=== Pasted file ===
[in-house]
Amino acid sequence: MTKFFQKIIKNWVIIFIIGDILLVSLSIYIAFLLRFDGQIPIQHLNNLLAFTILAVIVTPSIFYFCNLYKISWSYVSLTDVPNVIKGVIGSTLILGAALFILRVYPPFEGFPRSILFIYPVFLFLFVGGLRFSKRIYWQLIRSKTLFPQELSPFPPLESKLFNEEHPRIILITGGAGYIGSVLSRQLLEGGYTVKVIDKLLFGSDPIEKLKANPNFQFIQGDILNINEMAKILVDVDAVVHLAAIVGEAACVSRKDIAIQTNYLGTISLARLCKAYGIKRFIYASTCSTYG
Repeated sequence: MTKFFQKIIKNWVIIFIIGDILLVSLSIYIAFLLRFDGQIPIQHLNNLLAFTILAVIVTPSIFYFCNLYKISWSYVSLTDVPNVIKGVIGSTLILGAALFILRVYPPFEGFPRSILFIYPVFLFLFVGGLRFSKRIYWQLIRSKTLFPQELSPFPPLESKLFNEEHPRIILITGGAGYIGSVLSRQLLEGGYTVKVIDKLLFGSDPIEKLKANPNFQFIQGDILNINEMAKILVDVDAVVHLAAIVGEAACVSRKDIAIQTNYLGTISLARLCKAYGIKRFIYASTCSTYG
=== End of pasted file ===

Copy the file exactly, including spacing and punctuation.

[in-house]
Amino acid sequence: MTKFFQKIIKNWVIIFIIGDILLVSLSIYIAFLLRFDGQIPIQHLNNLLAFTILAVIVTPSIFYFCNLYKISWSYVSLTDVPNVIKGVIGSTLILGAALFILRVYPPFEGFPRSILFIYPVFLFLFVGGLRFSKRIYWQLIRSKTLFPQELSPFPPLESKLFNEEHPRIILITGGAGYIGSVLSRQLLEGGYTVKVIDKLLFGSDPIEKLKANPNFQFIQGDILNINEMAKILVDVDAVVHLAAIVGEAACVSRKDIAIQTNYLGTISLARLCKAYGIKRFIYASTCSTYG
Repeated sequence: MTKFFQKIIKNWVIIFIIGDILLVSLSIYIAFLLRFDGQIPIQHLNNLLAFTILAVIVTPSIFYFCNLYKISWSYVSLTDVPNVIKGVIGSTLILGAALFILRVYPPFEGFPRSILFIYPVFLFLFVGGLRFSKRIYWQLIRSKTLFPQELSPFPPLESKLFNEEHPRIILITGGAGYIGSVLSRQLLEGGYTVKVIDKLLFGSDPIEKLKANPNFQFIQGDILNINEMAKILVDVDAVVHLAAIVGEAACVSRKDIAIQTNYLGTISLARLCKAYGIKRFIYASTCSTYG